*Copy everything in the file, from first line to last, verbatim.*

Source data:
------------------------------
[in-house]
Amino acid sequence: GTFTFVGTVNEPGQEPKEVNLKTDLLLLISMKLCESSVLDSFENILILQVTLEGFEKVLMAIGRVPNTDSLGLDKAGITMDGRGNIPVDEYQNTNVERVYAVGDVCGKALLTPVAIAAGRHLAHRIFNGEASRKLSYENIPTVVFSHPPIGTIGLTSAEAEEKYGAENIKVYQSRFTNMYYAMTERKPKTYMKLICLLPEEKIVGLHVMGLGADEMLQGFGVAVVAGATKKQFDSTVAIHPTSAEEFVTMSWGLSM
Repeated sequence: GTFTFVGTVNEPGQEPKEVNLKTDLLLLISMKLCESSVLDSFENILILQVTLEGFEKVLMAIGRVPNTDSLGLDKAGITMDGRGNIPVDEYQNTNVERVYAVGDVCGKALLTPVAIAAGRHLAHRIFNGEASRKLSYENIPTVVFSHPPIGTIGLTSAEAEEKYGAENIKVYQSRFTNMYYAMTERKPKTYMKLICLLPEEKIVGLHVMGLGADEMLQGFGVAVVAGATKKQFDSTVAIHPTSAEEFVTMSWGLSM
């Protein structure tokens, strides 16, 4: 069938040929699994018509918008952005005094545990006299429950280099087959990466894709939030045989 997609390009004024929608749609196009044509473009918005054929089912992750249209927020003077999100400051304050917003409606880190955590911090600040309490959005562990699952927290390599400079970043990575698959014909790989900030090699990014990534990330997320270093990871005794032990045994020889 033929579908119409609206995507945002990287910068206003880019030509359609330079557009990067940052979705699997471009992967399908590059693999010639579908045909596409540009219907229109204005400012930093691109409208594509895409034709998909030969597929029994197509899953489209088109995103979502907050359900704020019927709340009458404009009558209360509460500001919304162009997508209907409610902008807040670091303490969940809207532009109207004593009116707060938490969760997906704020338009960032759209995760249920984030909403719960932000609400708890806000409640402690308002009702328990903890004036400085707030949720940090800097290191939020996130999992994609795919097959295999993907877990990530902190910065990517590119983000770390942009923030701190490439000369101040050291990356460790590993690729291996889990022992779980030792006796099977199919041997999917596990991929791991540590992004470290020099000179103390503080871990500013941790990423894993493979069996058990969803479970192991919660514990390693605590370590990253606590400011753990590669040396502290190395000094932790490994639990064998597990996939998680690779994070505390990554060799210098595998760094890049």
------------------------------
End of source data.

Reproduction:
[in-house]
Amino acid sequence: GTFTFVGTVNEPGQEPKEVNLKTDLLLLISMKLCESSVLDSFENILILQVTLEGFEKVLMAIGRVPNTDSLGLDKAGITMDGRGNIPVDEYQNTNVERVYAVGDVCGKALLTPVAIAAGRHLAHRIFNGEASRKLSYENIPTVVFSHPPIGTIGLTSAEAEEKYGAENIKVYQSRFTNMYYAMTERKPKTYMKLICLLPEEKIVGLHVMGLGADEMLQGFGVAVVAGATKKQFDSTVAIHPTSAEEFVTMSWGLSM
Repeated sequence: GTFTFVGTVNEPGQEPKEVNLKTDLLLLISMKLCESSVLDSFENILILQVTLEGFEKVLMAIGRVPNTDSLGLDKAGITMDGRGNIPVDEYQNTNVERVYAVGDVCGKALLTPVAIAAGRHLAHRIFNGEASRKLSYENIPTVVFSHPPIGTIGLTSAEAEEKYGAENIKVYQSRFTNMYYAMTERKPKTYMKLICLLPEEKIVGLHVMGLGADEMLQGFGVAVVAGATKKQFDSTVAIHPTSAEEFVTMSWGLSM
């Protein structure tokens, strides 16, 4: 069938040929699994018509918008952005005094545990006299429950280099087959990466894709939030045989 997609390009004024929608749609196009044509473009918005054929089912992750249209927020003077999100400051304050917003409606880190955590911090600040309490959005562990699952927290390599400079970043990575698959014909790989900030090699990014990534990330997320270093990871005794032990045994020889 033929579908119409609206995507945002990287910068206003880019030509359609330079557009990067940052979705699997471009992967399908590059693999010639579908045909596409540009219907229109204005400012930093691109409208594509895409034709998909030969597929029994197509899953489209088109995103979502907050359900704020019927709340009458404009009558209360509460500001919304162009997508209907409610902008807040670091303490969940809207532009109207004593009116707060938490969760997906704020338009960032759209995760249920984030909403719960932000609400708890806000409640402690308002009702328990903890004036400085707030949720940090800097290191939020996130999992994609795919097959295999993907877990990530902190910065990517590119983000770390942009923030701190490439000369101040050291990356460790590993690729291996889990022992779980030792006796099977199919041997999917596990991929791991540590992004470290020099000179103390503080871990500013941790990423894993493979069996058990969803479970192991919660514990390693605590370590990253606590400011753990590669040396502290190395000094932790490994639990064998597990996939998680690779994070505390990554060799210098595998760094890049």